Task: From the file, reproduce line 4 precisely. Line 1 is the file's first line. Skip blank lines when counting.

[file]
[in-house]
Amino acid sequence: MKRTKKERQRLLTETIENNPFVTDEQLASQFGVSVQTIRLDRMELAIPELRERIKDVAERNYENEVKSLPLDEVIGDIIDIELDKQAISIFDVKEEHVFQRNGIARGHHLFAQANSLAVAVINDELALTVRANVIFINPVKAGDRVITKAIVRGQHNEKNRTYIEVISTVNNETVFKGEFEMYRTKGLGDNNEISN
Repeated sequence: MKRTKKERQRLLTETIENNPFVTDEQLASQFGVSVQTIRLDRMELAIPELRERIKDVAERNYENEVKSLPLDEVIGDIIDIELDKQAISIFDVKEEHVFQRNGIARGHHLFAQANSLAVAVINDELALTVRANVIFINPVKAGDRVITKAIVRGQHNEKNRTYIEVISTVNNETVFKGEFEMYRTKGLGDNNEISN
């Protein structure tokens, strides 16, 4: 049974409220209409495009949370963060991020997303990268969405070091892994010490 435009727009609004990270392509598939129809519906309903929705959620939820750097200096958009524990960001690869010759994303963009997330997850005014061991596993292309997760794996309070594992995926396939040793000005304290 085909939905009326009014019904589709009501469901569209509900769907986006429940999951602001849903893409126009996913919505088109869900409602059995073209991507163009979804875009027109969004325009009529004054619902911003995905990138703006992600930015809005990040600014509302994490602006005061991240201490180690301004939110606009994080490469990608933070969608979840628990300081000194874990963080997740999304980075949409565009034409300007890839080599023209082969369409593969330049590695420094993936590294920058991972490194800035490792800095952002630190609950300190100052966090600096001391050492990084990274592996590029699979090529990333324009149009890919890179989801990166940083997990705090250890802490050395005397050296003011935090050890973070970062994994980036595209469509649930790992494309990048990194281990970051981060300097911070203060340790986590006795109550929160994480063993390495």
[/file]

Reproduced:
């Protein structure tokens, strides 16, 4: 049974409220209409495009949370963060991020997303990268969405070091892994010490 435009727009609004990270392509598939129809519906309903929705959620939820750097200096958009524990960001690869010759994303963009997330997850005014061991596993292309997760794996309070594992995926396939040793000005304290 085909939905009326009014019904589709009501469901569209509900769907986006429940999951602001849903893409126009996913919505088109869900409602059995073209991507163009979804875009027109969004325009009529004054619902911003995905990138703006992600930015809005990040600014509302994490602006005061991240201490180690301004939110606009994080490469990608933070969608979840628990300081000194874990963080997740999304980075949409565009034409300007890839080599023209082969369409593969330049590695420094993936590294920058991972490194800035490792800095952002630190609950300190100052966090600096001391050492990084990274592996590029699979090529990333324009149009890919890179989801990166940083997990705090250890802490050395005397050296003011935090050890973070970062994994980036595209469509649930790992494309990048990194281990970051981060300097911070203060340790986590006795109550929160994480063993390495």